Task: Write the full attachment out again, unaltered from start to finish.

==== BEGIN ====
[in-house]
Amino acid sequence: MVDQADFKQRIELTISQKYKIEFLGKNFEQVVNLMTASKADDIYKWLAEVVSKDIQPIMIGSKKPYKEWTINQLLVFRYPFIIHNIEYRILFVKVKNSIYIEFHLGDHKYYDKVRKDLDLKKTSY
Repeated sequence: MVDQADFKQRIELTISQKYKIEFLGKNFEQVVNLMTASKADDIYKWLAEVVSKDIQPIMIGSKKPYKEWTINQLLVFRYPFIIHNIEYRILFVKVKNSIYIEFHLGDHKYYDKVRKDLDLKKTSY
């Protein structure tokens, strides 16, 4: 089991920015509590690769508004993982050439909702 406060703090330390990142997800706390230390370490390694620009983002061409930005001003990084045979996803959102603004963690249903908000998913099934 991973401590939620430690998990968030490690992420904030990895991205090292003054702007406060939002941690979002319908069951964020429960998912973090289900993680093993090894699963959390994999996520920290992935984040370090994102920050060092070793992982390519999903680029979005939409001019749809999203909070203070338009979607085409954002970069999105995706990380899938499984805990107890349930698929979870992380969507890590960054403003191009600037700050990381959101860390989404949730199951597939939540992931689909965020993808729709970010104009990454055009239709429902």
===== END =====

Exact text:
[in-house]
Amino acid sequence: MVDQADFKQRIELTISQKYKIEFLGKNFEQVVNLMTASKADDIYKWLAEVVSKDIQPIMIGSKKPYKEWTINQLLVFRYPFIIHNIEYRILFVKVKNSIYIEFHLGDHKYYDKVRKDLDLKKTSY
Repeated sequence: MVDQADFKQRIELTISQKYKIEFLGKNFEQVVNLMTASKADDIYKWLAEVVSKDIQPIMIGSKKPYKEWTINQLLVFRYPFIIHNIEYRILFVKVKNSIYIEFHLGDHKYYDKVRKDLDLKKTSY
């Protein structure tokens, strides 16, 4: 089991920015509590690769508004993982050439909702 406060703090330390990142997800706390230390370490390694620009983002061409930005001003990084045979996803959102603004963690249903908000998913099934 991973401590939620430690998990968030490690992420904030990895991205090292003054702007406060939002941690979002319908069951964020429960998912973090289900993680093993090894699963959390994999996520920290992935984040370090994102920050060092070793992982390519999903680029979005939409001019749809999203909070203070338009979607085409954002970069999105995706990380899938499984805990107890349930698929979870992380969507890590960054403003191009600037700050990381959101860390989404949730199951597939939540992931689909965020993808729709970010104009990454055009239709429902």